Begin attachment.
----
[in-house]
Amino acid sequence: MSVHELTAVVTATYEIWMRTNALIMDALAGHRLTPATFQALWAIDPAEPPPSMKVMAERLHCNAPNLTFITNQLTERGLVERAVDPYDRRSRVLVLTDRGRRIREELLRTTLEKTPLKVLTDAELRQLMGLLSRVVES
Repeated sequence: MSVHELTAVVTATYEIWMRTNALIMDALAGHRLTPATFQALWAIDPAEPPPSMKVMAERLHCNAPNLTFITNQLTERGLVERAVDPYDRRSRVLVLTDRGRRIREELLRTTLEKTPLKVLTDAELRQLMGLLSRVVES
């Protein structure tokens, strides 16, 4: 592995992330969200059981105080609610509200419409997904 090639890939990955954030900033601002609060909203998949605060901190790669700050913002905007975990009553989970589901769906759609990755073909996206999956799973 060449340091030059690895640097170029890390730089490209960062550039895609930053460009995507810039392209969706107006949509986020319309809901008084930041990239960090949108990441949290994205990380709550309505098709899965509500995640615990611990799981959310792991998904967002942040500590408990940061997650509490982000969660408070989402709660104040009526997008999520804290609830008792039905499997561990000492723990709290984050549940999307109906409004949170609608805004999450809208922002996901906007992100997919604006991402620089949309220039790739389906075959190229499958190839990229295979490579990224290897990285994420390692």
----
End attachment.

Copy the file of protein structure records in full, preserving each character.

[in-house]
Amino acid sequence: MSVHELTAVVTATYEIWMRTNALIMDALAGHRLTPATFQALWAIDPAEPPPSMKVMAERLHCNAPNLTFITNQLTERGLVERAVDPYDRRSRVLVLTDRGRRIREELLRTTLEKTPLKVLTDAELRQLMGLLSRVVES
Repeated sequence: MSVHELTAVVTATYEIWMRTNALIMDALAGHRLTPATFQALWAIDPAEPPPSMKVMAERLHCNAPNLTFITNQLTERGLVERAVDPYDRRSRVLVLTDRGRRIREELLRTTLEKTPLKVLTDAELRQLMGLLSRVVES
């Protein structure tokens, strides 16, 4: 592995992330969200059981105080609610509200419409997904 090639890939990955954030900033601002609060909203998949605060901190790669700050913002905007975990009553989970589901769906759609990755073909996206999956799973 060449340091030059690895640097170029890390730089490209960062550039895609930053460009995507810039392209969706107006949509986020319309809901008084930041990239960090949108990441949290994205990380709550309505098709899965509500995640615990611990799981959310792991998904967002942040500590408990940061997650509490982000969660408070989402709660104040009526997008999520804290609830008792039905499997561990000492723990709290984050549940999307109906409004949170609608805004999450809208922002996901906007992100997919604006991402620089949309220039790739389906075959190229499958190839990229295979490579990224290897990285994420390692």